"Smile, baby": The words no woman wants to hear

Telling women to "smile" may seem a small thing -- until you consider what often happens when women don't want to

Published September 13, 2013 5:58PM (EDT)

    (<a href='http://www.istockphoto.com/user_view.php?id=4199846'>CareyHope</a> via <a href='http://www.istockphoto.com/'>iStock</a>)
(CareyHope via iStock)

Yesterday, I missed a train and I was frustrated, hot and tired. A man standing in the station decided it was a good time to pass his hand along my arm as I ran by and whisper, “You’d be even prettier if you smiled.”  Here’s the thing about “Smile, baby,” the more commonly uttered variant of the same sentiment: No woman wants to hear it.  And every woman wonders, no matter how briefly, about what could happen if she doesn’t smile.  I was in a crowded place and perfectly safe, but that is actually, in the end, irrelevant.  I have, in the past, been followed by men like him.

Without exception, this phrase means a man is entirely comfortable telling a woman, probably one he doesn’t even know, what he wants her to do with her body to please him.  This suggests a lack of respect for other people’s bodily integrity and autonomy.  The phrase, and others more sexually explicit, are verbal expressions of male entitlement.  The touching would reinforce that suggestion. Two “inconsequential” little words.  A small thing, until you consider street harassment as the normalization of male dominance. Harassing men are arbiters of public space and their everyday regulation of women in those spaces results in what, in 1993, Cynthia Grant Bowman called the “informal ghettoization of women.”   Then it’s not so small.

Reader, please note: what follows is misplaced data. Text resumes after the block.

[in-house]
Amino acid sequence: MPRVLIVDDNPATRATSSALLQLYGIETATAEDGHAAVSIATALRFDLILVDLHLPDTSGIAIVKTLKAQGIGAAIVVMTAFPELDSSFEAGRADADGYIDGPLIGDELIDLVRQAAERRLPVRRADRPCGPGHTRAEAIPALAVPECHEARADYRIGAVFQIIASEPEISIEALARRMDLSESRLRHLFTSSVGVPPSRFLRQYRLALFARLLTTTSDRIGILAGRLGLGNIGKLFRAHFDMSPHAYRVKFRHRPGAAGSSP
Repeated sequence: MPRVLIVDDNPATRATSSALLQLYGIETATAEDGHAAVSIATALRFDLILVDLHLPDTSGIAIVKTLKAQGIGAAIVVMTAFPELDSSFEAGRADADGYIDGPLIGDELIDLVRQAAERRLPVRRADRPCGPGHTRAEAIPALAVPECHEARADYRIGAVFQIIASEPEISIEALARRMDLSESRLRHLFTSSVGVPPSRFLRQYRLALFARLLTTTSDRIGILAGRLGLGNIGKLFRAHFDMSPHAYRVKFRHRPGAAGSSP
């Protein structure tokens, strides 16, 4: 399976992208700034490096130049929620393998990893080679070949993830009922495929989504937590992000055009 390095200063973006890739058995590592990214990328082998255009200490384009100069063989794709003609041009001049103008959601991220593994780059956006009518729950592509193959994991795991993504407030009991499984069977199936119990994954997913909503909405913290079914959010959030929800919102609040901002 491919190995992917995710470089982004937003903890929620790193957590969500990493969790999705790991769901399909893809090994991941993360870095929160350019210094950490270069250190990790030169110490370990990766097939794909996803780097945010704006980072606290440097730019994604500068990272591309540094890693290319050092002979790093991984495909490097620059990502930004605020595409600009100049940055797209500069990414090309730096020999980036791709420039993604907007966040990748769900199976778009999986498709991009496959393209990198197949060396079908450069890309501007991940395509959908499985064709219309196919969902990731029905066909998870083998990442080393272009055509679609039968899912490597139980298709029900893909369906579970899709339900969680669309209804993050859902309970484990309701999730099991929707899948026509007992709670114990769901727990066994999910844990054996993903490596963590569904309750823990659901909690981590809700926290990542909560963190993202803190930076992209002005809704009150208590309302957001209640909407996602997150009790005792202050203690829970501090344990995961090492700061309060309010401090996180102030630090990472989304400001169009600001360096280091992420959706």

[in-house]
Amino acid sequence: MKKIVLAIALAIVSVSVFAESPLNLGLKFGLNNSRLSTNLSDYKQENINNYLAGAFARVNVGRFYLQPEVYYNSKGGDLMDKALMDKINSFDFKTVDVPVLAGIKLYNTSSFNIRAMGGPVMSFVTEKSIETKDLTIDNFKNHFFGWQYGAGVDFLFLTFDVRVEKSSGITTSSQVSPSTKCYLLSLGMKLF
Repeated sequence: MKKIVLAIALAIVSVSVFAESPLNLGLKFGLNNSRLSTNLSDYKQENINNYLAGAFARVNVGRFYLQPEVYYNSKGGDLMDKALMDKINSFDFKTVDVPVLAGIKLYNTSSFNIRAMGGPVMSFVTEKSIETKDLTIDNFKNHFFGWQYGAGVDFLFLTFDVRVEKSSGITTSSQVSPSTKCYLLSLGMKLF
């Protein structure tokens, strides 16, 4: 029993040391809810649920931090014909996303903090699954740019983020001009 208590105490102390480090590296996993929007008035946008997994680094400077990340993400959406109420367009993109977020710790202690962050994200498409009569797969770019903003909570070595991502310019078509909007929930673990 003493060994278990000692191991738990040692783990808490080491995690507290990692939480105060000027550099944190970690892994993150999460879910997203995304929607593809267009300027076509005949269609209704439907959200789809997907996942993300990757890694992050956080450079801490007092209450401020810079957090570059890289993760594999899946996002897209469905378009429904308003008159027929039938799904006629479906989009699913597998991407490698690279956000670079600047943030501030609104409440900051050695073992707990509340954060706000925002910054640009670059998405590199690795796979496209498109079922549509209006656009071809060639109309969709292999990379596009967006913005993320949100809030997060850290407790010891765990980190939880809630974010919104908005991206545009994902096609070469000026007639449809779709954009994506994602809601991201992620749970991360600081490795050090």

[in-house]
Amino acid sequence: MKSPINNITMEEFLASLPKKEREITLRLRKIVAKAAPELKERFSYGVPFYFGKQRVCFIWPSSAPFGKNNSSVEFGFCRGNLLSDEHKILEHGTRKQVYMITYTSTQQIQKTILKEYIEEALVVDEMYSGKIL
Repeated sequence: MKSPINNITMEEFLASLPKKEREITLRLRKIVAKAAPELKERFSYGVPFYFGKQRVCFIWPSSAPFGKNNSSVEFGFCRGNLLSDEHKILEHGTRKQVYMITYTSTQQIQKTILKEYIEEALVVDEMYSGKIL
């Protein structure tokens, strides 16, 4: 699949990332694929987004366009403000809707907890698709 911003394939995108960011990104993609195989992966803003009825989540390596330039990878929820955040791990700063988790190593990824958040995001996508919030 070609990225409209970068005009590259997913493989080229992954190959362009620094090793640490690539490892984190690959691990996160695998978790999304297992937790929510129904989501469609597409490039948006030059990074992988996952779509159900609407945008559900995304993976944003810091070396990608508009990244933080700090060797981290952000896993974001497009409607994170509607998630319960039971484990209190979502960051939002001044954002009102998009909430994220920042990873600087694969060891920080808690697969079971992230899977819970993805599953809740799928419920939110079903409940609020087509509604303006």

Street harassment is very gendered, linked to violence and overwhelmingly heteronormative.  Women are generally not harassing men, grabbing their bodies or otherwise threatening them in public.  I have been called every conceivable gendered slur under the sun for not complying with the sexualized demands of total strangers in public places.  I’m taking about boys and men muttering obscenities, making pornographic suggestions,  touching people they don’t know in intimate ways, lurking on stoops, staring from benches, and following girls in cars.  It puts a damper on a sunny day when you go for a walk and someone yells that you’re a “fucking slut” because you don’t respond to their request that you stop and talk to them.

According to Holly Kearl, the author of "Always On Guard: Women and Street Harassment" and founder of Stop Street Harassment, anywhere between 80 percent and 98 percent of women surveyed report persistent, aggressive street harassment.  A spectrum of street harassment is a universal constant for women and it subtly imparts the understanding that girls and women should not feel too safe or confident in public.  It starts when girls are as young as 9 and never ends. Even covering up entirely has no effect.  The younger the girl, the more negative the possible effects, which are well documented and can include depression, shame, headaches, anxiety, withdrawal, fear, self-objectification and more.  After the thin veneer of flattery wears off, what is left is a sometimes-daily awareness of vulnerability, sexual objectification, shame at being targeted, and shame at not fighting back. Some women do confront harassers, but the idea of fighting back, or saying “Stop!” has class and race implications. As Jamie Nesbitt Golden noted earlier yesterday, “Just telling men ‘no’ doesn’t necessarily work for everyone – and can even be dangerous.”